A further 33 people had died within 28 days of testing positive for Covid-19 as of Monday bringing the UK total to 136,986, the Government said.
Separate figures published by the Office for National Statistics show there have been 159,716 deaths registered in the UK where Covid-19 was mentioned on the death certificate.
As of 9am on Monday, there had been a further 35,077 lab-confirmed Covid-19 cases in the UK, the Government said.
The 33 deaths were among 778 in the past seven days.
Government data up to October 3 shows that of the 93,948,903 Covid jabs given in the UK, 48,956,859 were first doses, a rise of 24,123 on the previous day.
Some 44,992,044 were second doses, an increase of 21,532.
The figures were released as the Government wants to see a “steady return” of the public to their workplaces, the Prime Minister’s official spokesman said.
It comes after Conservative former minister Jake Berry urged civil servants to go back to the office, joking their “woke-ing from home” must end.
Speaking at a fringe event in Manchester, chairman of the Northern Research Group of Conservative MPs and former Northern Powerhouse minister Mr Berry said: “We have to end the Civil Service ‘woke-ing’ from home – sorry, I mean working from home, but, let’s be honest, it often is woke-ing.”
Official “work from home” Whitehall guidance was removed on July 19 and the Government told businesses they expected “a gradual return over the summer”.
However, insiders said Whitehall had only seen a slight increase in staff back at their desks, with numbers still “pretty low”.
In September, job adverts for roles at HM Treasury revealed staff would be allowed to work from home in a hybrid pattern on a permanent basis. The workers would spend an average of two to three days a week in the office.
Asked about Mr Berry’s comments, Mr Johnson’s official spokesman defended the Civil Service but emphasised the importance of “working in person”.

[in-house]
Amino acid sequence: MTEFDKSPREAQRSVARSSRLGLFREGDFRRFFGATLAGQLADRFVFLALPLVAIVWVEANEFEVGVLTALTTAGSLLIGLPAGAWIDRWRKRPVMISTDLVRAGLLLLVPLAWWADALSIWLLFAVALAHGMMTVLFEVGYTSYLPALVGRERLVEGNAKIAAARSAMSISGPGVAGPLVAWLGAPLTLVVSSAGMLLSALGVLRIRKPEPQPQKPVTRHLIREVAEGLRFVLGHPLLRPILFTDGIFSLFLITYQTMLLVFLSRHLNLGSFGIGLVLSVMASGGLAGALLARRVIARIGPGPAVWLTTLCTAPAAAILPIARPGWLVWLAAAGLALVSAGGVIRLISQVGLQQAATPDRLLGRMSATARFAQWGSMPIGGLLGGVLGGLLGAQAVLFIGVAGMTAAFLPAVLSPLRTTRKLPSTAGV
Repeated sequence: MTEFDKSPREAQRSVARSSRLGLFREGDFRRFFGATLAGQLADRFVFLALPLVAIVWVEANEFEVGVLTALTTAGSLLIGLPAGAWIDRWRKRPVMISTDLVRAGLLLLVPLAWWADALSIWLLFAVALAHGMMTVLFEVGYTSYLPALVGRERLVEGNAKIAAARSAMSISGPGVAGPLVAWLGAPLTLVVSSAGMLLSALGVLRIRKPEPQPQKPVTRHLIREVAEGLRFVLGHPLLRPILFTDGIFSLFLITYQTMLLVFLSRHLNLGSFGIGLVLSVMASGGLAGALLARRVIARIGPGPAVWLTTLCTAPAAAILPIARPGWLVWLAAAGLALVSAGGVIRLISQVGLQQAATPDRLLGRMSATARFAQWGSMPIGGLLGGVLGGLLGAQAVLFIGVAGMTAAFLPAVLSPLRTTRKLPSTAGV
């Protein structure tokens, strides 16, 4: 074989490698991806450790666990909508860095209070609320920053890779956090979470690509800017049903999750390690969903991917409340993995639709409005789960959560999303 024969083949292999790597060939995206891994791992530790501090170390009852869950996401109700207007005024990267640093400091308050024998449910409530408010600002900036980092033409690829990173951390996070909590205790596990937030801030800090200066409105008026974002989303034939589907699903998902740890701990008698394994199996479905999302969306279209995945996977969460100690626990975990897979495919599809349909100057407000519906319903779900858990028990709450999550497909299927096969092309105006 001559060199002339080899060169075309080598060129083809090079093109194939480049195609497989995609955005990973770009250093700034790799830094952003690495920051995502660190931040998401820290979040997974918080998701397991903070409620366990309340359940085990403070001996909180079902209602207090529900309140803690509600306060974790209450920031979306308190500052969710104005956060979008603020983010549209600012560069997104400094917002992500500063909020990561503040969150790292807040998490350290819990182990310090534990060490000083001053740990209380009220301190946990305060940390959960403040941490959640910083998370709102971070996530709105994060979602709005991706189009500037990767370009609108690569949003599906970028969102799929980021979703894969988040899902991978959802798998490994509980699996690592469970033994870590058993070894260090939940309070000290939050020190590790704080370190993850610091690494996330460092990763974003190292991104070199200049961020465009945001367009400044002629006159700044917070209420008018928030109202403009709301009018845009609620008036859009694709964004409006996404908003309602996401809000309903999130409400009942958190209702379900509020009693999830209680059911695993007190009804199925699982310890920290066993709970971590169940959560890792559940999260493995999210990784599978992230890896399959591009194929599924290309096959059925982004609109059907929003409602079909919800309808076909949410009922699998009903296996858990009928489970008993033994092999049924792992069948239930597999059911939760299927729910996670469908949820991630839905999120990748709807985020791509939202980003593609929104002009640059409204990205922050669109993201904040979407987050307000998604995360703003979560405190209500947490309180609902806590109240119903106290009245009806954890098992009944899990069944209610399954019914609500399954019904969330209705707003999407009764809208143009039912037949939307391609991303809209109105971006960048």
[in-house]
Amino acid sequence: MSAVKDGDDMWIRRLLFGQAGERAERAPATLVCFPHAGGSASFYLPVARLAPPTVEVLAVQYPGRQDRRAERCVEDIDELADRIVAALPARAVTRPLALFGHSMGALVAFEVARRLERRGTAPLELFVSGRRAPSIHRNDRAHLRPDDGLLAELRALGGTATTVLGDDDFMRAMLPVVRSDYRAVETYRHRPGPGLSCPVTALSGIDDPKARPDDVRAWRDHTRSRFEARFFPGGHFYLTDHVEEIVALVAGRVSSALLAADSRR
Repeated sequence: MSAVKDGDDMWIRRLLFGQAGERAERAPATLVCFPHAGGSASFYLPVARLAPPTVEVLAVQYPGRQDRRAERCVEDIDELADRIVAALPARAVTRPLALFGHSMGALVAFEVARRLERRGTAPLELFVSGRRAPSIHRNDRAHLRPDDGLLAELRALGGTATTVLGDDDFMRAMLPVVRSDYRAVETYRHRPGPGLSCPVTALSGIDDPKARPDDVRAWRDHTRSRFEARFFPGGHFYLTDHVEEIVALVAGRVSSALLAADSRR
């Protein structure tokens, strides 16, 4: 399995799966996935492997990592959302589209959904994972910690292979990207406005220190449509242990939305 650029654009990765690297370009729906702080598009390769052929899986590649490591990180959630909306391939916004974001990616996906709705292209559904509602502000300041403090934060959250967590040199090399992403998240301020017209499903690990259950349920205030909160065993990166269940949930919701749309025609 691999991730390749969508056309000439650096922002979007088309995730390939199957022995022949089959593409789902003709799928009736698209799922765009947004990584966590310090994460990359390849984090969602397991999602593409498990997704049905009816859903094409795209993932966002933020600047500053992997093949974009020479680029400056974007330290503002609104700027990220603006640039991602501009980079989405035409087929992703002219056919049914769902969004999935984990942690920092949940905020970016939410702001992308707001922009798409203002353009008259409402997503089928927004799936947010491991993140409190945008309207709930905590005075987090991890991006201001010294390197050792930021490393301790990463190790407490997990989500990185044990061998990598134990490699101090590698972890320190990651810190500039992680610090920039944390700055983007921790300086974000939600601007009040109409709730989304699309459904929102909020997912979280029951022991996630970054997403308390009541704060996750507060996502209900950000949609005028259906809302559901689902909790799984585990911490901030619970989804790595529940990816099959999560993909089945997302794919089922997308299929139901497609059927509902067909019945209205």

He said: “The position of the Government remains that we want to see a steady return of the public to working in person, and that’s the expectation of the Civil Service, that’s what we’ve seen throughout the summer.
“It’s important again to emphasise that it was a number of civil servants who worked on the front lines throughout the pandemic and we will continue to abide by the guidelines so that staff return steadily and safely to work.”
He said civil servants “have been able to deliver for the public whilst working from home”.
But he added: “That said, as the Prime Minister has said repeatedly, there are significant benefits to being in work, to office working, and those should not be discounted. That’s why we are encouraging all employers to start steadily bringing in their workforce, as we are at this stage of the epidemic.”
Going into the winter, he said it is for individual employers to make decisions.
As part of the Labour Party’s focus on issues affecting working lives, Angela Rayner promised to give people the legal right to work flexibly to fit in family and school needs.
Sir Keir Starmer’s deputy leader said a Labour government would legislate so “work fits around people’s lives instead of dictating their lives”.